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I know around 650 French words, plus a score of English ones
that can be made to sound French. While certainly not enough to
understand Buñuel's The Discreet Charm of the Bourgeoisie
without subtitles, given my ability to make some sentences out of
the words that I know, I can have a primitive conversation in a
When it comes to design, I once had a real tussle with language
when, as part of a consulting job, I had to interview applicants
for a critical web design position, for which not only was my high
school French inadequate, but all the years I've spent working as a
print designer—and therefore mastering the idiomatic speech of the
I may have an iMac on my desk, but when it comes to the web, I
know how to use a search engine, and that's about it. Given that
the new digital design language is so foreign, I feel like a
stranger in my own land. Never before in the history of modern
graphic design—at least since Gutenberg—has our common language
changed so rapidly and radically, to the point of being downright
exclusionary for those of us who have never read (or are incapable
of using) a user's manual. Forget those silly semantic distinctions
between commercial art and graphic design that crop up at design
conferences—this is where the real divide lives. I really had no
idea before talking with my first applicant that to speak,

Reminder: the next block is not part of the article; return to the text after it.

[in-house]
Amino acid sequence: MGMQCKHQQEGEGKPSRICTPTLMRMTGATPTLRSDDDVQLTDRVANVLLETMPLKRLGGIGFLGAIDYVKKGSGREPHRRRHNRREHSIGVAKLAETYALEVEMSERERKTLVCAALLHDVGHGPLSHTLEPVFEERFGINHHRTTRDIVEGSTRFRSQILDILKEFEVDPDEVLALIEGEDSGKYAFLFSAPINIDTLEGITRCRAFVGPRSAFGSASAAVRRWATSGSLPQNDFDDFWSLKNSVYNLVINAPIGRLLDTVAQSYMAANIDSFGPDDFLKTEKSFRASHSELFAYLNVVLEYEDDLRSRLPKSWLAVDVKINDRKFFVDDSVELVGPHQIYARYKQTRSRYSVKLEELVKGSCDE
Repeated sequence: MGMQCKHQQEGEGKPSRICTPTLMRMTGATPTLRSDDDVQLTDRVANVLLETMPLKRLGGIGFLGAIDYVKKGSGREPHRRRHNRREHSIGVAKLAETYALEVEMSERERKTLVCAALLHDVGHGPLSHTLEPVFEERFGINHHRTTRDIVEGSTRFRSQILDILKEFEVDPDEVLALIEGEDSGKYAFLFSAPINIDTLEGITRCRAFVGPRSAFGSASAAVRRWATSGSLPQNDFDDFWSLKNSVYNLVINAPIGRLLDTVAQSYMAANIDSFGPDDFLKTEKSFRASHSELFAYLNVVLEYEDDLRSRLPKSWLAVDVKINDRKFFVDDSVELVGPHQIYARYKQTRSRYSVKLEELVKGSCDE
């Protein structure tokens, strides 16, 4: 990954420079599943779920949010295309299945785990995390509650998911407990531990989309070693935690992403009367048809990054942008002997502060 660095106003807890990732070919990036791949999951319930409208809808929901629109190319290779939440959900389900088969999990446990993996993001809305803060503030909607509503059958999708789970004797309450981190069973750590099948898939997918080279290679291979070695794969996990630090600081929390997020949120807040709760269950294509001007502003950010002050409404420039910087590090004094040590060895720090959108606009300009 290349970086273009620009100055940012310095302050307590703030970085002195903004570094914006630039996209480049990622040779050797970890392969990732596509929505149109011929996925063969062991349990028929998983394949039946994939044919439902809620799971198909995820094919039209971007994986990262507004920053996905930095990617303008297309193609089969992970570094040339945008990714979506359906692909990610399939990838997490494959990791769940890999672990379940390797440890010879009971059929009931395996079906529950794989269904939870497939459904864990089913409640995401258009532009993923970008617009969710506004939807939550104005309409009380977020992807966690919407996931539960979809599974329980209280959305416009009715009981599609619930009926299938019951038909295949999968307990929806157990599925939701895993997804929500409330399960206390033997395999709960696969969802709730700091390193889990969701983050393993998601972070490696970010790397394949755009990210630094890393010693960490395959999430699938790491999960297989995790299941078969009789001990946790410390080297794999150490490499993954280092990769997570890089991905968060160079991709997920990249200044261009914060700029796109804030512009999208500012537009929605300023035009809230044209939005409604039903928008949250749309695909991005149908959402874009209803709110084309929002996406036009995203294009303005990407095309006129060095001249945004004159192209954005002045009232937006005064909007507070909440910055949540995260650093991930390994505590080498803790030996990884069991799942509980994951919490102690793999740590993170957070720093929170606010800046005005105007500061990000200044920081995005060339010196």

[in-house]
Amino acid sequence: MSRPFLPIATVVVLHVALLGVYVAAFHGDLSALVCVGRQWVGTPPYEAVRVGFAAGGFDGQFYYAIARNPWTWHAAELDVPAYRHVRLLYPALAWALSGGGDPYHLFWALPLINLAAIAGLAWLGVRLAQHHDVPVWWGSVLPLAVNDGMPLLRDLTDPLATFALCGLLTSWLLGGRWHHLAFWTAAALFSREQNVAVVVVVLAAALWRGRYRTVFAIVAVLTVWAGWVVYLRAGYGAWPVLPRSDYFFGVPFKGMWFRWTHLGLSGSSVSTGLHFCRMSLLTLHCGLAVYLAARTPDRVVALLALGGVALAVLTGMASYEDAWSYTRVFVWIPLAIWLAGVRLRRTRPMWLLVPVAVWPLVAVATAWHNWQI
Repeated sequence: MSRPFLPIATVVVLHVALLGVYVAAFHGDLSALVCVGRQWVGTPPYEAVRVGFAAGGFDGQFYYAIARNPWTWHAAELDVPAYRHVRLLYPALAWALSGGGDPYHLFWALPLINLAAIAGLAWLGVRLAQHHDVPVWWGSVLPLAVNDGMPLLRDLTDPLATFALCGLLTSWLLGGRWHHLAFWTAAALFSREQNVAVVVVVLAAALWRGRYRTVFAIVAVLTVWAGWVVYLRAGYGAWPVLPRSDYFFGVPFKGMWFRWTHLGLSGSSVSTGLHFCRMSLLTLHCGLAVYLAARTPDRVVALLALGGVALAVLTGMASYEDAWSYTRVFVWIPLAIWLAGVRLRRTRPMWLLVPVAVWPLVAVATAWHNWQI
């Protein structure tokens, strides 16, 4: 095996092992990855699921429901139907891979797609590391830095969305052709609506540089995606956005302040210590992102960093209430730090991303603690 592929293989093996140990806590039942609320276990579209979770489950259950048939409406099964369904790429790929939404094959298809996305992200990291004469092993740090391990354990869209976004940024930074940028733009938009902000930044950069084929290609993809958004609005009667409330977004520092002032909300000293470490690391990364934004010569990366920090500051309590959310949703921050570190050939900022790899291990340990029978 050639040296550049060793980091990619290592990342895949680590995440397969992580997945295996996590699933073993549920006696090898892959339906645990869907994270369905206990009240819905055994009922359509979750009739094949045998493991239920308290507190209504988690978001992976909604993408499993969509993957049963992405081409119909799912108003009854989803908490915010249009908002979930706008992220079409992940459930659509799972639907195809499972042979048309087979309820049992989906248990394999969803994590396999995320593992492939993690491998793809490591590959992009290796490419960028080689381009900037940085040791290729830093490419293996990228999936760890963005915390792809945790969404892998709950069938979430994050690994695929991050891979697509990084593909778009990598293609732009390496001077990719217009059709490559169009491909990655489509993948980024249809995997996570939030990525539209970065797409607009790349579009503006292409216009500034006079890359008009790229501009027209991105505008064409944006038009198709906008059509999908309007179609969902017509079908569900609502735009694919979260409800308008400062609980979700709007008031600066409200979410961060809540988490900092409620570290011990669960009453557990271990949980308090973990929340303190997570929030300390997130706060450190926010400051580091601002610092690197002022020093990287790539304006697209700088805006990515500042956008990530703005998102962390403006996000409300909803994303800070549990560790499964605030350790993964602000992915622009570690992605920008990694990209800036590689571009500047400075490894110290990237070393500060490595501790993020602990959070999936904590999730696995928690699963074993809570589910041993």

understand and otherwise intelligently interview a web designer—no
less an information architect—I couldn't bluff my way through by
knowing just a few key terms. N'est-ce pas? Rather I needed
to form meaningful sentences. Zut alors! I needed a Berlitz
guide to fathom just the basics of this new language.
Of course this isn't exclusive to design. Other professions are
laden with technical verbiage. But I'm not in another profession—in
fact, I entered this one because it was bozo-friendly. Therefore,
it is frustrating that the graphic design vocabulary has changed so
quickly from being essentially accessible English to techno-ese, to
Nevertheless, I had a job to do: I had to judge the suitability
of more than 10 applicants for a job whose fundamental parameters I
understood but where the measure for making the determination was
beyond my ken. So in a nightmarish state, after three interviews
during which I sat behind my desk, virtually speechless and nodding
uncontrollably, I requested that a translator be present. And it
was a good thing too!
If I had known the language I could have asked the pertinent
questions that had bearing on the applicant's competency. Instead I
stuck to basics: “You make webpages, do you?” Fortunately, my
fluent translator did the major questioning, and ultimately had the
good sense to take over the entire procedure. I sat there, as
though listening to Radio Moscow for all I knew, attempting to
follow each conversations. On the surface, all the applicants
seemed to know what they were talking about, but how could I
Being incapable of conducting the interviews was not, however,
as much of a problem as being totally surprised by the developments
that have revolutionized design and visual communications right
under my nose. Where had I been for the past few years? Was I
asleep under a workstation? What bothered me even more was learning
that other former print designers with whom I have frequent contact
could actually speak and understand this language. How could I be
so ignorant to what was going on?
Yet rather than rush to enroll in a class or hire a tutor, my
response to this professional crisis turned out to be not unlike my